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Old July 18, 2018, 12:51 PM   #26
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As a note on his reload, one comment I read elsewhere pointed out how him switching the pistol to his left hand like he did seems a perfect example of doing a revolver reload. When I watched it with that in mind, it seemed to fit, and might be in part why he fumbled with the magazine. It made me wonder if the officer originally learned on revolvers or was taught by someone that had and he either defaulted to or did what is really a revolver reload with a semiauto.

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Old July 18, 2018, 02:02 PM   #27
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As a note on his reload, one comment I read elsewhere pointed out how him switching the pistol to his left hand like he did seems a perfect example of doing a revolver reload. When I watched it with that in mind, it seemed to fit, and might be in part why he fumbled with the magazine. It made me wonder if the officer originally learned on revolvers or was taught by someone that had and he either defaulted to or did what is really a revolver reload with a semiauto.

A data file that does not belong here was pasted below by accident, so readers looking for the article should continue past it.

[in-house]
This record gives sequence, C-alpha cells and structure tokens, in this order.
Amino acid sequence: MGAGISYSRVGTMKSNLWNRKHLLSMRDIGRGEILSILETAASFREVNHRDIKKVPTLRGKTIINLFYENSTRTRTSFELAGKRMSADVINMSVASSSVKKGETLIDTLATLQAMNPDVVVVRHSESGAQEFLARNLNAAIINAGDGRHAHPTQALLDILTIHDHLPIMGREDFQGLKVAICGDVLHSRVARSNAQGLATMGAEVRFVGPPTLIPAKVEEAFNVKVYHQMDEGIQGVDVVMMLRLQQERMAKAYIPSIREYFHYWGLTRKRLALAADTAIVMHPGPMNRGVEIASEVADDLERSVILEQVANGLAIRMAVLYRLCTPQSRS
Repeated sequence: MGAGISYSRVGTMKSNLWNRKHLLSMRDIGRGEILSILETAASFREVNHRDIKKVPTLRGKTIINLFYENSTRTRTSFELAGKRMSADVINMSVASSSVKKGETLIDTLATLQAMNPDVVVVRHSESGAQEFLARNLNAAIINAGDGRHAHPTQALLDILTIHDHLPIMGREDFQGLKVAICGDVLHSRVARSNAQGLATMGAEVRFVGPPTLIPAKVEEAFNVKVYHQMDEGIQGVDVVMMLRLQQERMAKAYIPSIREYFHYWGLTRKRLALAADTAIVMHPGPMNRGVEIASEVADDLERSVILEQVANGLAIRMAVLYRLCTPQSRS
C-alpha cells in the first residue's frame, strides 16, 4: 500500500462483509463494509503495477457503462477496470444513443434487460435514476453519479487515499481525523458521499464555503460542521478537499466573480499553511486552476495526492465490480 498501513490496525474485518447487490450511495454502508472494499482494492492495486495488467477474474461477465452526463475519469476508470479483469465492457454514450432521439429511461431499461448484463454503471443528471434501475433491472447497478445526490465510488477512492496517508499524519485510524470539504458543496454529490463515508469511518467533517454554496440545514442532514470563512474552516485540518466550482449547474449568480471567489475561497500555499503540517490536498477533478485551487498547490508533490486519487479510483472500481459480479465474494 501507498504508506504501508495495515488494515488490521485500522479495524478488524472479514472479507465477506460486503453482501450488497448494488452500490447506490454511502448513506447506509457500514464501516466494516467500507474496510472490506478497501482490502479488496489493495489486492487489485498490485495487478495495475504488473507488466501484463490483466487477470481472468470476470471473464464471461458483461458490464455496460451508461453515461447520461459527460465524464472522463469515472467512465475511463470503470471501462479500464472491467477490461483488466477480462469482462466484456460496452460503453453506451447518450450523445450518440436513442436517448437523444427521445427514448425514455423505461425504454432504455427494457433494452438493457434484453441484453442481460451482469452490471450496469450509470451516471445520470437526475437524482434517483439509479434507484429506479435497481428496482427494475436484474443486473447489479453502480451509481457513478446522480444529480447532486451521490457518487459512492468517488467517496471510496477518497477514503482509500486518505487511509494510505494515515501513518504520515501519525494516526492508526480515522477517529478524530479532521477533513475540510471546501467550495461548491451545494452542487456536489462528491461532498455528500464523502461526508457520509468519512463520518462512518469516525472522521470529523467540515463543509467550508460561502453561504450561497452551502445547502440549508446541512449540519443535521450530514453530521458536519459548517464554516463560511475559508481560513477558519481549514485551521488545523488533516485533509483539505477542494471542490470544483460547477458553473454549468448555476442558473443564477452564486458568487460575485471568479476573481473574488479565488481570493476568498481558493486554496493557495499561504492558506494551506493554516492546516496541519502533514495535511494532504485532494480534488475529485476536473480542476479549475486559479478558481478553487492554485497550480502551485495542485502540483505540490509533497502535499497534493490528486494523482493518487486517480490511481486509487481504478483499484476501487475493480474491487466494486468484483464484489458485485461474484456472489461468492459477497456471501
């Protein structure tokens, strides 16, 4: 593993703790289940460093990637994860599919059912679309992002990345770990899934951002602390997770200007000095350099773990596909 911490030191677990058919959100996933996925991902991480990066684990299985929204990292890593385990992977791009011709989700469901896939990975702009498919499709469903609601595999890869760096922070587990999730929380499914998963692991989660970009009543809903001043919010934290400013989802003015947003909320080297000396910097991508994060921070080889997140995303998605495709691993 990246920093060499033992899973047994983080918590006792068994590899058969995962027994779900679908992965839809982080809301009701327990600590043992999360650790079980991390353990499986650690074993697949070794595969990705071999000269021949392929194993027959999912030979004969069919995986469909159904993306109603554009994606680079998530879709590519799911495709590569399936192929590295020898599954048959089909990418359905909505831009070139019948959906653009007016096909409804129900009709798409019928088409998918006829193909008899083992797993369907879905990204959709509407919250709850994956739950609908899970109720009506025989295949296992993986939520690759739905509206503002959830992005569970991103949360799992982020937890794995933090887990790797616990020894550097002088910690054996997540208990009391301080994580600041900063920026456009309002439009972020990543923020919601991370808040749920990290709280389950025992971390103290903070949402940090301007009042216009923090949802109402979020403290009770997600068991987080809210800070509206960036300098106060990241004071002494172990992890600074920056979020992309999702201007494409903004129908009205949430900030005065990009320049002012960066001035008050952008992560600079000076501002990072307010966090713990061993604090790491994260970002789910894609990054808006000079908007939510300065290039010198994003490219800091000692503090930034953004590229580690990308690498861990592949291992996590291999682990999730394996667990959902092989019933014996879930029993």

I would chalk up the reload fumble to adrenaline. A high speed chase is bad enough, then you add bad guys shooting at you.

I think something we should remember is that being a police officer does not automatically make one a gun enthusiast. It is a tool that they have to carry and qualification is usually just once a year. I'm not sure if there are any departments that mandate a specific amount of practice. For officers who aren't gun enthusiasts, practice is probably a range session or two right before they have to re-qualify. This obviously does not apply to SWAT/SRT.
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Old July 18, 2018, 02:34 PM   #28
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I read elsewhere pointed out how him switching the pistol to his left hand like he did seems a perfect example of doing a revolver reload.